2015-2016 Season Begins

 Thomas Stumpf performs Mozart's  Concerto No. 17  during the opening concert of the WSO concert season.

Thomas Stumpf performs Mozart's Concerto No. 17 during the opening concert of the WSO concert season.

 

The WSO Season Opener in September, filled the house!

The WSO joined in the 150th Anniversary Celebration for the Waltham Public Library. To commemorate the occasion, the WSO commissioned Waltham-born composer Dianne Rahbee-Goolkasian. In her work “Time Passes by,” she reminds us that Waltham was, before anything else, the Watch City of America. A constant woodblock beat throughout the work reminded listeners of the never-ending ticking of time and the relentless motion of clockwork mechanisms. Many well-known Armenian folk themes are presented in the composition. Some of them with direct connection to the Armenian holocaust; they were beautiful repetitive melodies and lullabies. As one audience member commented, it was a “beautiful and moving piece."

Wagner! I finally programmed one of his works with the WSO, “Der Meistersinger Overture.” This Prelude to Act I (as it is called) is from the only opera by Wagner that is a comedy. It is set in Nuremberg at the end of the Middle-Ages and based on the real guild of Master Singers, very important at the time. I love conducting that Overture! The audience members loved it too, especially enjoying a connection to the brass section who themselves reveled in the boisterous melodies.

Saint-Saens Bacchanale: The orchestra members pushed me to up the tempo even on the day of the performance.  To their credit, they were right!  The brisk tempos thrilled the audience, leaving them standing on their feet at the end of the performance.  The solos were absolutely magnificent, especially the beautiful and daunting oboe solo performed by principal oboist Amy Dinsmore. She has one of the most beautiful tones of which one can dream!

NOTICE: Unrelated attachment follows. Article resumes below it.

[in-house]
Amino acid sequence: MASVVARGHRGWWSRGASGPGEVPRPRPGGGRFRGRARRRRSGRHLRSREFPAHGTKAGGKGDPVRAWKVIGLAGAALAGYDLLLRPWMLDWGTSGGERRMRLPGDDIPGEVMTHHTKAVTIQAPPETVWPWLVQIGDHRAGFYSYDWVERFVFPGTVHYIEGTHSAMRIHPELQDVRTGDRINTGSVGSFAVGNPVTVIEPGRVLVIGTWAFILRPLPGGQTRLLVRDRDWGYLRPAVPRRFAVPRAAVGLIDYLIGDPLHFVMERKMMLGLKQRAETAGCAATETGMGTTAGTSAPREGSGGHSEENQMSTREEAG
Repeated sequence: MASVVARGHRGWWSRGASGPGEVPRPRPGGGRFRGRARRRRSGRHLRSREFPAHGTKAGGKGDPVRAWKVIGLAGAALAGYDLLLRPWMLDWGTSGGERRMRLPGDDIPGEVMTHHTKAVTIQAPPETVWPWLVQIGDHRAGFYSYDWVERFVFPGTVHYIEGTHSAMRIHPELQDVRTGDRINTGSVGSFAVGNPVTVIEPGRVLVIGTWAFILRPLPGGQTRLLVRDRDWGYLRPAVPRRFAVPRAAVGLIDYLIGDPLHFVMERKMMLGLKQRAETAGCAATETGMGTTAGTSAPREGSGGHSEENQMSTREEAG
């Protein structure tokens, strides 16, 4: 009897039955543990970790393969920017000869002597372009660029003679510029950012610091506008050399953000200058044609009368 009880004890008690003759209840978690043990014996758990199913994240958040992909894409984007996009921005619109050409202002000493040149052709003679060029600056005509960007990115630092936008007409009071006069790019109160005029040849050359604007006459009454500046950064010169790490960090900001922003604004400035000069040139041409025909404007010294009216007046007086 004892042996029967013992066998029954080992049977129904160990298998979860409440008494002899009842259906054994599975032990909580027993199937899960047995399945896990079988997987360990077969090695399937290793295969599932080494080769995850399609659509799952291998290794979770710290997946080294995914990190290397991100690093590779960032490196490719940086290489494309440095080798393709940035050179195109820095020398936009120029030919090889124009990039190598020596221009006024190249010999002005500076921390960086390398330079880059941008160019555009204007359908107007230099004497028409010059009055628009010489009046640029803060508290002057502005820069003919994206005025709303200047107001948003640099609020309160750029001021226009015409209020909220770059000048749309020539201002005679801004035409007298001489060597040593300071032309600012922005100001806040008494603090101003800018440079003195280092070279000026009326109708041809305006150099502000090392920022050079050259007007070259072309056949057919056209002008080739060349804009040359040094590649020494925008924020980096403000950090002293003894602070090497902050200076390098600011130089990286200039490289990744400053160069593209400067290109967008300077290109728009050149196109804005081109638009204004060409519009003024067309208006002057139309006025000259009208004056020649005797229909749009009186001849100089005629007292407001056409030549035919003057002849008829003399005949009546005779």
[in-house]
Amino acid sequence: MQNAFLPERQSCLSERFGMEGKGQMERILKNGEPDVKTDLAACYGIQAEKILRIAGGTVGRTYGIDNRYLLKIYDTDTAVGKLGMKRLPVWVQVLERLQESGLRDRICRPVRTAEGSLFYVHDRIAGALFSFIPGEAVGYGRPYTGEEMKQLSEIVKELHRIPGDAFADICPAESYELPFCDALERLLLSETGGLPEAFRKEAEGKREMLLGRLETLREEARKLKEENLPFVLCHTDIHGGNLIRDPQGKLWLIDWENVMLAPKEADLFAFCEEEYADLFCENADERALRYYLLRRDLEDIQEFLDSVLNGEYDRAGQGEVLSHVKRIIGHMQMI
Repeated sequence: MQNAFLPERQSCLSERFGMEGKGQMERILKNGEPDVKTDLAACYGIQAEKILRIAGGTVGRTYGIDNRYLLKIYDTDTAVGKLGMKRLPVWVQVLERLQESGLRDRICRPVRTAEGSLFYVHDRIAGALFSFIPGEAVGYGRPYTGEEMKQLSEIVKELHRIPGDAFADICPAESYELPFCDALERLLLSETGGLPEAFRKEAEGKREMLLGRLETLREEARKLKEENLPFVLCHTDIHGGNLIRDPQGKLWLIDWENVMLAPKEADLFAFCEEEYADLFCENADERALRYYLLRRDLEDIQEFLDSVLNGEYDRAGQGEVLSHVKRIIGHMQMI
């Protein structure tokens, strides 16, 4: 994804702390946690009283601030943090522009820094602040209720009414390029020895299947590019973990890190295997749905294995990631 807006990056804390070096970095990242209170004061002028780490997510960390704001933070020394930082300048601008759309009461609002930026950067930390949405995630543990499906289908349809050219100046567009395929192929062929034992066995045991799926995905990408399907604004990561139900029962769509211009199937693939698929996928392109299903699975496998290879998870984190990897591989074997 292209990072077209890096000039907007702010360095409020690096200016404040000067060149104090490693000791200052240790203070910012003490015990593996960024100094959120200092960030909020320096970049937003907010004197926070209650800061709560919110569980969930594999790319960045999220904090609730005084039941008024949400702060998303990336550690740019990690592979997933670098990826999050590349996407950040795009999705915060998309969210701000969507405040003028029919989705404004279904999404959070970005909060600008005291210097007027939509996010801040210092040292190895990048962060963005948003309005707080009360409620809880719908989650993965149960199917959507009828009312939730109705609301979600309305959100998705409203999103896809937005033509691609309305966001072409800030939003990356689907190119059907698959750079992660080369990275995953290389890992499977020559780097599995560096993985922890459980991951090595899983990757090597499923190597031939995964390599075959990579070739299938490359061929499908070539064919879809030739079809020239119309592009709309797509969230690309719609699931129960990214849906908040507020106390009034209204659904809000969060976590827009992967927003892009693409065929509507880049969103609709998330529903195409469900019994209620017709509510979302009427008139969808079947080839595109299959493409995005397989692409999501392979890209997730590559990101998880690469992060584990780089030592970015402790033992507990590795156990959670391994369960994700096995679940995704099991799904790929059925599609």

Mozart Concerto No 17 with pianist Thomas Stumpf: My good friend and long time musical accomplice, Thomas Stumpf lent us his virtuosic piano skills in a performance of Mozart’s Piano Concerto No. 17 in A Major, K453. His performance was magnificent and exquisite. The slow movement especially possessing rare beauty in the absolute technical precision and beauty of each phrase. Stumpf created a reverent, spiritual atmosphere through his intense, simple interpretation. Each note being carefully thought out, placed,  and balanced. This reflects Thomas's wonderful personality, which leaves pomposity at the door, does not take itself too seriously, and loves having good fun.  I knew he would be the best conspirator for performing this concerto. Bravo!

I look forward to seeing you all for the Dec. 6 Holiday Pops Concert. 

--Patrick Botti, Music Director